At Cordray's first Senate hearing as CFPB head, GOP lawmakers said agency rules will face court challenges, causing uncertainty about which rules businesses need to follow, the Los Angeles Times reported.
"I can't imagine how anybody could maintain under the circumstances that your appointment and your service is valid," said Sen. Mike Johanns, R-Neb. "And I can't imagine then … how the actions you are taking will be upheld, and I think that's a very, very serious consequence for our nation."
Republicans had blocked confirmation votes on any nominee to head the agency, whose powers the GOP lawmakers want restricted, and had prevented the Senate from formally taking a recess for more than three days, in an effort to head off a recess appointment.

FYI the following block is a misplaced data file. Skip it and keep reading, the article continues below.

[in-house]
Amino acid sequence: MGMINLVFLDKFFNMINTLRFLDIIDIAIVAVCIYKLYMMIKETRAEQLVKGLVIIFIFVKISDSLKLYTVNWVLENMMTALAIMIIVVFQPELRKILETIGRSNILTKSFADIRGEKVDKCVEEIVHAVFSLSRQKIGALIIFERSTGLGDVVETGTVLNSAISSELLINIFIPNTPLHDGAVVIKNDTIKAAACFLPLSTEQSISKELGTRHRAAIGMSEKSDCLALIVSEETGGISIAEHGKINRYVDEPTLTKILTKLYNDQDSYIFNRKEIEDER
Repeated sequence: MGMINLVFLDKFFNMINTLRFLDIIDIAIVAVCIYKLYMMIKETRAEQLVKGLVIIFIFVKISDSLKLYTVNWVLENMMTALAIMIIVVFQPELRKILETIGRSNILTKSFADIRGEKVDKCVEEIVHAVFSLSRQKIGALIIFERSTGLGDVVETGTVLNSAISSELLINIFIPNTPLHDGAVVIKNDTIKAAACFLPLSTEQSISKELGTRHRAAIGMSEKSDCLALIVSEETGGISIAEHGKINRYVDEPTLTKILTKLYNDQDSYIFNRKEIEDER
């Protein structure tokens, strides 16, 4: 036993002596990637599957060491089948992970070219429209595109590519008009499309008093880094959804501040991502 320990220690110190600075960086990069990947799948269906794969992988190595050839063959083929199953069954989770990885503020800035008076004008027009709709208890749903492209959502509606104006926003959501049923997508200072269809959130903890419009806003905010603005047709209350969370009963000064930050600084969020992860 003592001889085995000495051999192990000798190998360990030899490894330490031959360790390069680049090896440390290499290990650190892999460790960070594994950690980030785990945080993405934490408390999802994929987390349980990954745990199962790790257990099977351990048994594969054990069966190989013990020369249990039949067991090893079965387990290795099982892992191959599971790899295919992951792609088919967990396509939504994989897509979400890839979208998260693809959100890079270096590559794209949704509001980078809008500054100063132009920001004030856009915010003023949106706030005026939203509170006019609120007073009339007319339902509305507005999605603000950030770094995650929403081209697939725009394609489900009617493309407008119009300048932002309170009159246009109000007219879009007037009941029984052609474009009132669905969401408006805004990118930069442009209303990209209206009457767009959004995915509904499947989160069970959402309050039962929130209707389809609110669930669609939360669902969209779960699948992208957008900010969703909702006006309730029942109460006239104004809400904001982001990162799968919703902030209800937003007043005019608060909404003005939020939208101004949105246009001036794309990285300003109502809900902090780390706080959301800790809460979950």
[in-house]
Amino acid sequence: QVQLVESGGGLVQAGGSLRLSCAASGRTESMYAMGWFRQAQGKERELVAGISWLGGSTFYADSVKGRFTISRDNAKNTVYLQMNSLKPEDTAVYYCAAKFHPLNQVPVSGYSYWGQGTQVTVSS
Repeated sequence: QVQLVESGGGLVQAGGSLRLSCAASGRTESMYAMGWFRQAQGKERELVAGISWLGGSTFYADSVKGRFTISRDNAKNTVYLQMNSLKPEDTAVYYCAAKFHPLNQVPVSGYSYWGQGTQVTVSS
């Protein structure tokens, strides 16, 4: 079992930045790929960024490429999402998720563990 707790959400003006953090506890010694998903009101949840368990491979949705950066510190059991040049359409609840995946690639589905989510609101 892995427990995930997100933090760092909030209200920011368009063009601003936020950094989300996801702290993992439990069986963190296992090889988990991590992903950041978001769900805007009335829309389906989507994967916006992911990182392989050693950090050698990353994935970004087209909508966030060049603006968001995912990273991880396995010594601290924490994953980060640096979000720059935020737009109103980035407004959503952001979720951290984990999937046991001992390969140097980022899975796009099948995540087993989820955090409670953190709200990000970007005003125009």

Republicans asserted Obama's appointment of Cordray was unconstitutional because it came when the Senate technically was still in session. But the president, with backing from the Justice Department, said the Senate's pro forma sessions were meant to stop him from making recess appointments.
Senate Republicans had blocked a vote on Cordray, a former Ohio attorney general, in December.
Sen. Bob Corker, R-Tenn., said there is "no question there's going to be constitutional challenges" to Cordray's appointment.
"I have been appointed as director," Cordray said. "There may be issues about that … but I now have legal obligations I'm supposed to carry out for this bureau. I'm going to do that."
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